Arlo Guthrie: More Nowness Than Newness

Clip Job: an excerpt every day from the Voice archives. August 28, 1969, Vol. XIV, No. 46

Films by Andrew Sarris

"ALICE'S RESTAURANT" is about as likable in a limited way as Arlo Guthrie, a curiously coquettish folk-something unlike anything else. Peeping out from under his lanky locks with passively blank eyes and stubbornly pursed lips, he resembles nothing so much as a perverse tomboy determined not to wear a party dress ever. He's not a great artist even by the instant immortality standards of the pop scene, and I can't say his talk-sing ballads ever turn me on, but he does have something; charm, perhaps, more than talent; nowness more than newness. I feel also that he is psychically and sexually healthier than those of his elders who choose (unwisely) to question his manhood.

Even though he does not yet fully know himself, Arlo Guthrie is fully content to be himself with all the hard knocks that go with being first person singular in a world programmed for third person plural. But unlike other hippie artifacts, "Alice's Restaurant" does not insist on confusing the first person singular with the first person plural. Guthrie, writer-director Arthur Penn, and co-scenarist Venable Herndon are to be commended for not extending the small world encompassed in Guthrie's ballad, "The Alice's Restaurant Massacre," to an entire generation. Hence, there is not in "Alice's Restaurant" any of the peevish paranoia to be found in almost every reel of "Easy Rider."

Arthur Penn's career has consisted mostly of ballads of one form or another; at worst, exercises in muddled allegory ("Mickey One" and "The Chase") and, even at best, there is a tendency toward mindless lyricism ("The Left-Handed Gun" and "Bonnie and Clyde"), all in all, a cinema considerably stronger in feelings than informs, a cinema concerned more with images than with ideas. Significantly, Penn's best films (and "Alice's Restaurant" is one of his better ones) deal with characters at least partly biographical rather than completely fictional. Penn's personality as a director manifests itself therefore as a flair for adding a poetic dimension to reality, and a lyrical refrain to biography. The exuberant humor in Penn's films serves to intensify the sadness and loneliness of his characters. It is as if he were staging pillow fights in funeral parlors. Penn does not so much switch from mood to mood as express through each mood the nerve-wracking instability of existence. But his films, unlike those of the Perry's, never give the impression that he knows where it is all going to end. Life is hard and uncertain and virtually hopeless, but it can be fun if you don't think too far ahead. Indeed, Penn's instincts are so contemporaneous that it strikes this neutral, disenchanted observer that if Arlo Guthrie had not met Arthur Penn, they would have had to invent each other to get "Alice's Restaurant" out of the kitchen and on to the screen.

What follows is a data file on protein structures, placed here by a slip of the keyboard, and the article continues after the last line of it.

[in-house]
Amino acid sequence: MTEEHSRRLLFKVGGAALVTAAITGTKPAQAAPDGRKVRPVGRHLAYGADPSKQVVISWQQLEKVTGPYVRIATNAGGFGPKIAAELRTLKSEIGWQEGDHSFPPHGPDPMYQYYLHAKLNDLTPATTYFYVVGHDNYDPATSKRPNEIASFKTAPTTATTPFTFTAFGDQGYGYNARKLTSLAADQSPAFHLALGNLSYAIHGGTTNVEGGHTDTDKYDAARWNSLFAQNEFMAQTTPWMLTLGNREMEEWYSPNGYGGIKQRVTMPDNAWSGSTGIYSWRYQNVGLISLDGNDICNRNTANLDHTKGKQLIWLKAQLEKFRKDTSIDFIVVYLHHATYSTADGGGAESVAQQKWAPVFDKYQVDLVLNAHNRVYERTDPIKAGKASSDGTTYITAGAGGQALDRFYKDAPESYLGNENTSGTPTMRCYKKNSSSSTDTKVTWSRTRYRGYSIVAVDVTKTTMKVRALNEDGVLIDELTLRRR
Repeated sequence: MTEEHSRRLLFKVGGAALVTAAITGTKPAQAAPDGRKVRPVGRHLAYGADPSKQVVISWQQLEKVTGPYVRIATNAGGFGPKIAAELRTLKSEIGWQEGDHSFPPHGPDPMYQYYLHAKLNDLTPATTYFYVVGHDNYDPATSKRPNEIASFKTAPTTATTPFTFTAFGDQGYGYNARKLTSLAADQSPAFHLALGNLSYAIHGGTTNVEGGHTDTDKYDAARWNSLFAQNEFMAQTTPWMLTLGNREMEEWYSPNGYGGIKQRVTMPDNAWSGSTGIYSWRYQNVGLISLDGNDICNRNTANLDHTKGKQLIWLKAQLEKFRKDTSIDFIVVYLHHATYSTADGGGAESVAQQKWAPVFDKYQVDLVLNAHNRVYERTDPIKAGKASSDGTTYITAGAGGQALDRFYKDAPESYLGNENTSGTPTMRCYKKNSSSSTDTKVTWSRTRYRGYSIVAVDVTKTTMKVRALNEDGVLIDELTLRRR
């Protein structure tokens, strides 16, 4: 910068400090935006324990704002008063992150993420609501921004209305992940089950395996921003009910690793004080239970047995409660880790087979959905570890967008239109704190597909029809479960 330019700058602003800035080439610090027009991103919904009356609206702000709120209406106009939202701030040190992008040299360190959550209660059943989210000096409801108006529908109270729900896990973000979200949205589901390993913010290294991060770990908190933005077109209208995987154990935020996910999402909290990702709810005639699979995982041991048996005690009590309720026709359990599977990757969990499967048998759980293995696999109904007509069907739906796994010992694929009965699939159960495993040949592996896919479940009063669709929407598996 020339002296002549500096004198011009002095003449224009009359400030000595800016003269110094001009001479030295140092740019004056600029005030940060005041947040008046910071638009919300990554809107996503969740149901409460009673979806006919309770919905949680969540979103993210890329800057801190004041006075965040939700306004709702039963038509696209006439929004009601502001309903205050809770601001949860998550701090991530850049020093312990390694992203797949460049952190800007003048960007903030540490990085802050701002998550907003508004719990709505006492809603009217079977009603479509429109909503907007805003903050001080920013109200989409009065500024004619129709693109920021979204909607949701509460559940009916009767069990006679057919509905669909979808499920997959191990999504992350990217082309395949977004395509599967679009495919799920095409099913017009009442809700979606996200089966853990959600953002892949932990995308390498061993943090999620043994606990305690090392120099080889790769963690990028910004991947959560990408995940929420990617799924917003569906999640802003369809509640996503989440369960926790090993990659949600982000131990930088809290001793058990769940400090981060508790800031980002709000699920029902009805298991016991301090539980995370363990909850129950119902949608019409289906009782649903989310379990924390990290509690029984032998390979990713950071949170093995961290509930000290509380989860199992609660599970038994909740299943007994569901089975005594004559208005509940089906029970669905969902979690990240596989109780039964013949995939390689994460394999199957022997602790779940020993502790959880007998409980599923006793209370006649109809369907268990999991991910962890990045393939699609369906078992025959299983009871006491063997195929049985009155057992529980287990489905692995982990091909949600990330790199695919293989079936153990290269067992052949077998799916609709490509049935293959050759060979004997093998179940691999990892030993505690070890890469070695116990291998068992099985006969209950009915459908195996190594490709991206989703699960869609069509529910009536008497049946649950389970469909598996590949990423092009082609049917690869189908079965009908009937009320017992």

The movie is well-served by a real-life-looking cast headed by Guthrie, Pat Quinn's remarkably reasonable facsimile of Alice complete with her roosterish Ray played by James Broderick, a dead ringer for Norman Mailer and, I am told, the late James Agee; and, of the real-deal players, an extraordinarily genial and expansive incarnation of Officer Obie by the officer himself, William Obanheim. Except for some ugly encounters in the beginning between Ultra-America and Un-America, "Alice's Restaurant" is mercifully free of gratuitous malice. The sexual intrigue involving Alice and the mixed-up male moths fluttering around her libidinous light erupts on the screen like an ancient melodrama out of the Garden of Eden. The human animal is not capable of sustaining the psychic generosity required for universal brotherhood and love, and new forms, as Antonioni has told us so many times, cannot entirely obliterate ancient feelings. And so, "Alice's Restaurant" ends sadly if not badly, with little hope and less joy, and a curiously generalized camera viewpoint as if Penn, Guthrie, and especially Alice didn't have the foggiest idea of who was to blame for the end of a dream and the death of a community. Still, it was fun, while it lasted, especially when Arlo Guthrie was sidestepping the draft board, the long arm of the law, and the siren squeak of Shelley Plimpton's pop-bop-and-sniffle courtesan...